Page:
Gale Cook, who covered the Zebra murders among other major stories in his four decades at the San Francisco Examiner, died in his sleep Tuesday at his home in San Rafael. He was 92.
From the Marin Independent Journal obit:
- As a reporter, he covered stories ranging from the 1953 Korean War prisoner exchange and the 1974 trial of four black Muslims convicted of the Zebra murders in San Francisco to five executions in what he considered “torture” in San Quentin’s gas chamber. He was honored by Common Cause for a 1978 series on how campaign contributions influence state legislators.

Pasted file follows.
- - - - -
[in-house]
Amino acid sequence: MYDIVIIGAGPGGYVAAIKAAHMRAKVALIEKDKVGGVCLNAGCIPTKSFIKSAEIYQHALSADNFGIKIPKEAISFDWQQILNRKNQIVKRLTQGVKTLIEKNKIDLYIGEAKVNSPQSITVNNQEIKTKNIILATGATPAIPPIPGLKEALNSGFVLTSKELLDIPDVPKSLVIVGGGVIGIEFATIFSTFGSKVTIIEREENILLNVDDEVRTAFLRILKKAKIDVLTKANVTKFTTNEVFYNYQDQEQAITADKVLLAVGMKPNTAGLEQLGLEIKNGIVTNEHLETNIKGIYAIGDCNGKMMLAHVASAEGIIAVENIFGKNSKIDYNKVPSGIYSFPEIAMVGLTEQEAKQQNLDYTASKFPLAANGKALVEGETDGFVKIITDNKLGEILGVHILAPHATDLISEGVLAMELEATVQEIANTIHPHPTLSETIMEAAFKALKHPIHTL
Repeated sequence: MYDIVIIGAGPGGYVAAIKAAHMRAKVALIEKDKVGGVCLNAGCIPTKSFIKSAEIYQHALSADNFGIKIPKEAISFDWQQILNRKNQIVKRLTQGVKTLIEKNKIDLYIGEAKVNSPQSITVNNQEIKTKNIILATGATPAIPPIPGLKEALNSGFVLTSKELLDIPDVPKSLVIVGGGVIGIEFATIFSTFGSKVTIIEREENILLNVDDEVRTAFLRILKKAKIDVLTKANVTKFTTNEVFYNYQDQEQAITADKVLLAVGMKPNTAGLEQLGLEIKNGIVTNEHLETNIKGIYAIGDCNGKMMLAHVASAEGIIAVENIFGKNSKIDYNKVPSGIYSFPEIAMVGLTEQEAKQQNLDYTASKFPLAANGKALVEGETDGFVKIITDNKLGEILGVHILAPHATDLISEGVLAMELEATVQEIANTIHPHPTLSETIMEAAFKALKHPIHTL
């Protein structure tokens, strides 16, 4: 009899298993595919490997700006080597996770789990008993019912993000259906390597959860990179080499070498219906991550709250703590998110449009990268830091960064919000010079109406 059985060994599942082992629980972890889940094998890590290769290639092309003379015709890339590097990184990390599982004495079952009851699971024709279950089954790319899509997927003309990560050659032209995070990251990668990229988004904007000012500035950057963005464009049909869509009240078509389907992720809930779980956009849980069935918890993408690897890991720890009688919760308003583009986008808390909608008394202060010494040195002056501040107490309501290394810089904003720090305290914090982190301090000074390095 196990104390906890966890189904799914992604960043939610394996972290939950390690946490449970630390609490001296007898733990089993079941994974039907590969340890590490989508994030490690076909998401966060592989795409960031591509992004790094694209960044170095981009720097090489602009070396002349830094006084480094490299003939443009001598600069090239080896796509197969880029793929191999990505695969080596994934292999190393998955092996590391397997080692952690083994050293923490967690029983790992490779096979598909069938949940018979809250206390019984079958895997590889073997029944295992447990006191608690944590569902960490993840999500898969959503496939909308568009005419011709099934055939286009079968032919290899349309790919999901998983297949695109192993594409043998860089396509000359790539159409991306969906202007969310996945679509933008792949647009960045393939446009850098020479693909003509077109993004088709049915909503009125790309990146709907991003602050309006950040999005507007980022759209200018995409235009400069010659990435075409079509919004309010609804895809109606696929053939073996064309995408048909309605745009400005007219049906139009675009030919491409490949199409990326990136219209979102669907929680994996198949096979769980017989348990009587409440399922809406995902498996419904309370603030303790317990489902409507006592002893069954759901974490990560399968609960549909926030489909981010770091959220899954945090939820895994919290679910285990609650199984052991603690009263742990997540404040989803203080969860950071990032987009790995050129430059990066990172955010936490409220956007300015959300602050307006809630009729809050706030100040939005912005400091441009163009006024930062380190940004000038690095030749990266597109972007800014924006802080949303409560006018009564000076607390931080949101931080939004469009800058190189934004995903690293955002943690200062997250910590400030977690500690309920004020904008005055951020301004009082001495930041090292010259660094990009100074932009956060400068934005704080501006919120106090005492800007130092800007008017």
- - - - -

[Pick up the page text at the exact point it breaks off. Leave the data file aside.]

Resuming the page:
- Jim Finefrock, who worked under Mr. Cook in San Francisco and with him as a reporting colleague in Sacramento, called him an easy-going, inspiring gentleman with exceptional people skills, a “reporters’ editor” quite unlike the hard-bitten, barking Hollywood caricature. …
- Jim Houck, former news editor of the Examiner, recalled that Mr. Cook was a stellar leader who built the backbone of a legendary reporting staff, and hired the paper’s first black and Asian reporters, along with “young hotshots, oddballs and geniuses.”
The Chronicle obit notes that Cook was married 68 years to Helen B. Cook, who predeceased him by 17 months. (Photo credit: Courtesy of Jennifer Cook Sterling via SFGate.com)